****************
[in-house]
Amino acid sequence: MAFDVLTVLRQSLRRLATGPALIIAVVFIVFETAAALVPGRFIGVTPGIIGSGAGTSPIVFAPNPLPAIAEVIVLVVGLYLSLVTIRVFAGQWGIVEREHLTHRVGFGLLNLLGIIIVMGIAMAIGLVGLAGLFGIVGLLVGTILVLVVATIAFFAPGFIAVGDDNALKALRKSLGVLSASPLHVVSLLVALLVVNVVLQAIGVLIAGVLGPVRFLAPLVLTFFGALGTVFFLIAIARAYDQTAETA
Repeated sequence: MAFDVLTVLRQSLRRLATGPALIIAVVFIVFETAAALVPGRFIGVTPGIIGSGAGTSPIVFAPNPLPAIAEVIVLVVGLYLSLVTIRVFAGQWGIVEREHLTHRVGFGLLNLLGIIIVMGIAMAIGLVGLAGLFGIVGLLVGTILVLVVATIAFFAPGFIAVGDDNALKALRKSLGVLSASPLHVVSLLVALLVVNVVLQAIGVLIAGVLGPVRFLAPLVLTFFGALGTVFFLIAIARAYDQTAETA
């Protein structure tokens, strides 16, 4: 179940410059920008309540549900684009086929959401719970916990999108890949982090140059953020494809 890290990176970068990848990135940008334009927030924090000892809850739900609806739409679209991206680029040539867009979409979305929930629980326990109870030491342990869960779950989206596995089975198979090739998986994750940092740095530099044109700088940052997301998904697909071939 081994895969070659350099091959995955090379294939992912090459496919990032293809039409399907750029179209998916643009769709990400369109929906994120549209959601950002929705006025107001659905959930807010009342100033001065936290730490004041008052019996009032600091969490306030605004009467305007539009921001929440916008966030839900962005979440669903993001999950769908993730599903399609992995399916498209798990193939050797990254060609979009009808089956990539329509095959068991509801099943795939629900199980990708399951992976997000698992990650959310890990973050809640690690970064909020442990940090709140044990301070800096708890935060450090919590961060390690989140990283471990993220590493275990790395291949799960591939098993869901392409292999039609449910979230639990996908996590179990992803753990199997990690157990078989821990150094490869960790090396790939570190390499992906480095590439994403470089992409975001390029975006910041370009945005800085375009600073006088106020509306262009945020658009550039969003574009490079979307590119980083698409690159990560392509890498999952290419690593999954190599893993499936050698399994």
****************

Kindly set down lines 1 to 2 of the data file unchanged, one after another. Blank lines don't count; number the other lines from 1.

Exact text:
[in-house]
Amino acid sequence: MAFDVLTVLRQSLRRLATGPALIIAVVFIVFETAAALVPGRFIGVTPGIIGSGAGTSPIVFAPNPLPAIAEVIVLVVGLYLSLVTIRVFAGQWGIVEREHLTHRVGFGLLNLLGIIIVMGIAMAIGLVGLAGLFGIVGLLVGTILVLVVATIAFFAPGFIAVGDDNALKALRKSLGVLSASPLHVVSLLVALLVVNVVLQAIGVLIAGVLGPVRFLAPLVLTFFGALGTVFFLIAIARAYDQTAETA